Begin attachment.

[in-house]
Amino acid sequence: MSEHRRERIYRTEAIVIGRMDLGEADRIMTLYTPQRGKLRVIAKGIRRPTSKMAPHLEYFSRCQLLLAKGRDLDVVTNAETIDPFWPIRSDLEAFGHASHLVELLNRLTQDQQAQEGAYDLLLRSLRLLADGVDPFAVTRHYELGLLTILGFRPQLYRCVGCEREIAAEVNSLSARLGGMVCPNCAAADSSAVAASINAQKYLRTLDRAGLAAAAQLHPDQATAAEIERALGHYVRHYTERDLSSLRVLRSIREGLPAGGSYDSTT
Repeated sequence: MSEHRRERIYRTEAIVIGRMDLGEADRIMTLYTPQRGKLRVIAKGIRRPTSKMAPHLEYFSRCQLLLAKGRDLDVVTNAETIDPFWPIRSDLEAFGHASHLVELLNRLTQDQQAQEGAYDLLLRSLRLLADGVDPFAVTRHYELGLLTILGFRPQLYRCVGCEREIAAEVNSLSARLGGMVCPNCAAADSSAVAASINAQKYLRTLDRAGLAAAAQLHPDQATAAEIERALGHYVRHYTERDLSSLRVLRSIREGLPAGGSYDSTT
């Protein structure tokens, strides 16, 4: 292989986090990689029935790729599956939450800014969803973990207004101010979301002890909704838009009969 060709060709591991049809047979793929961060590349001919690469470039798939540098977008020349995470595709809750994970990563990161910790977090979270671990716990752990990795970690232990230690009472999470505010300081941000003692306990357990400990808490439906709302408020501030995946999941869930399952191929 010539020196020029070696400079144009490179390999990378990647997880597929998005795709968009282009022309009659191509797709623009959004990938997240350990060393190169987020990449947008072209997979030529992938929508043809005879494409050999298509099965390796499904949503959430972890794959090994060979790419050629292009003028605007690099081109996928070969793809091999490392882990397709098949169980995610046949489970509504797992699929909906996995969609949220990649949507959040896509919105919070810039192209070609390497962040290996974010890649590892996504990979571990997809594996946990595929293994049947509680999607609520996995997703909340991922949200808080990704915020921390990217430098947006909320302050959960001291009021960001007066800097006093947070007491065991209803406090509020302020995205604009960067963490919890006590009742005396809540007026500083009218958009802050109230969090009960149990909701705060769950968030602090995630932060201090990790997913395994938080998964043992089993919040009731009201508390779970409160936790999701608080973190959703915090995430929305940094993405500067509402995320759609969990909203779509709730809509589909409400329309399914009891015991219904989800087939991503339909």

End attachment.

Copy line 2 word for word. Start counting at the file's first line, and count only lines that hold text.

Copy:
Amino acid sequence: MSEHRRERIYRTEAIVIGRMDLGEADRIMTLYTPQRGKLRVIAKGIRRPTSKMAPHLEYFSRCQLLLAKGRDLDVVTNAETIDPFWPIRSDLEAFGHASHLVELLNRLTQDQQAQEGAYDLLLRSLRLLADGVDPFAVTRHYELGLLTILGFRPQLYRCVGCEREIAAEVNSLSARLGGMVCPNCAAADSSAVAASINAQKYLRTLDRAGLAAAAQLHPDQATAAEIERALGHYVRHYTERDLSSLRVLRSIREGLPAGGSYDSTT